reasonable consumers might not know just how big Apple iOS 8 is

Orshan v. Apple Inc. 2018 WL 1510202, No. 14-cv-05659-EJD (N.D.
Cal. Mar. 27, 2018)
The plaintiffs bought iPhones and iPads with 16 GB capacity running
earlier versions of iOS, which they later upgraded to iOS 8, which used
anywhere from 18.1%-23.1% (2.9-3.7 GB) of the capacity and made it unavailable
for personal storage. They alleged that, had they known this, they “would not
have upgraded to iOS 8,” “would not have purchased the 16 GB of storage
capacity or would not have been willing to pay the same price for it.” Further,
Apple allegedly exploits this discrepancy between represented and available
capacity by selling iCloud storage subscriptions and not allowing users to use
cloud storage from other vendors. They brought the usual statutory California
claims.
The court found plaintiffs failed to state a claim, though
one theory might be repleadable.  First, it
wasn’t reasonable to think that all advertised storage capacity would be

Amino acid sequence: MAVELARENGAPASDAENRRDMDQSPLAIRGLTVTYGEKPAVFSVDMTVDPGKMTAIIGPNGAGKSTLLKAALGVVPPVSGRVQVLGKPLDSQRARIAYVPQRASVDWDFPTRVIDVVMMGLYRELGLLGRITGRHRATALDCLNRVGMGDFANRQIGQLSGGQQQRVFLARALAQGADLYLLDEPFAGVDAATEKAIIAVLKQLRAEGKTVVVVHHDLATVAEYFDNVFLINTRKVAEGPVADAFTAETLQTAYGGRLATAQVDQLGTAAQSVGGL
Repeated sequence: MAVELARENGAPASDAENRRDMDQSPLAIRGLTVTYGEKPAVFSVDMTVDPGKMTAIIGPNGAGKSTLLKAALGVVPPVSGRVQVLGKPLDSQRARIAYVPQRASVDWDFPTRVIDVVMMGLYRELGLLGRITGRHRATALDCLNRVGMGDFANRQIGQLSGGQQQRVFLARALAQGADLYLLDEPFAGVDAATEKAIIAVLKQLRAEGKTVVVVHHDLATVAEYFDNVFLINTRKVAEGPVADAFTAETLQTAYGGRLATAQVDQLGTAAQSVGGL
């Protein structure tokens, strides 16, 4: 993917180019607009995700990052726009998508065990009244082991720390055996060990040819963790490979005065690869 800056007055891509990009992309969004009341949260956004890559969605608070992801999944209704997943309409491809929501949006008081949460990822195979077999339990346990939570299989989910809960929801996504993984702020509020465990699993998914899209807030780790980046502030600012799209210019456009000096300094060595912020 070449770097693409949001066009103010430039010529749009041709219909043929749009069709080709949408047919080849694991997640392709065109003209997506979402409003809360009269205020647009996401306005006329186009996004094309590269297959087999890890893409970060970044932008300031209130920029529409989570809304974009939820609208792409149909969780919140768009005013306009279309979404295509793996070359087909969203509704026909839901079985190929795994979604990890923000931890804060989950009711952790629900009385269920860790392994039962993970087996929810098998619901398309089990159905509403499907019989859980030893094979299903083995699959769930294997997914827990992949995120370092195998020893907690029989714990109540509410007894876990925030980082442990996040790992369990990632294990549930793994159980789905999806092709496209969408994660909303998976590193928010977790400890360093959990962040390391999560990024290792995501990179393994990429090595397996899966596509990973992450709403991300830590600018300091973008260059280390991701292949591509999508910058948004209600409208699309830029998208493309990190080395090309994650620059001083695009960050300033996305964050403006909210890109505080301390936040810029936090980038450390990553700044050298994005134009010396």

available for personal use.  In all its
materials, Apple clarified that the “actual formatted capacity” of these
devices would be “less” than the full 16 GB. Also,
iPhones and iPads are not hard
drives; they are fully functional devices that come pre-installed with an
operating system and applications. Consumers know and expect this. No
reasonable consumer would buy an iPhone or iPad and not expect that it would
not already include this software. Although an average consumer is not an
engineer, software and computers are pervasive enough in the modern world that
a reasonable consumer would at least expect that software would require some
storage space.
Second, a reasonable consumer might not have thought that
iOS 8 would be so bulky.  Apple didn’t make specific statements about
its size either absolutely or in comparison to iOS 7.  “In addition, a reasonable consumer is not a
software engineer and would not be expected to know, as a matter of common
knowledge, how much space iOS consumes or the relative size differences between
iOS 7 and iOS 8.” However, plaintiffs didn’t sufficiently plead their claims
with particularity. Their general statements about deceptiveness didn’t let
Apple pinpoint which of its statements, or its materials containing omissions,
gave rise to plaintiffs’ alleged expectations.

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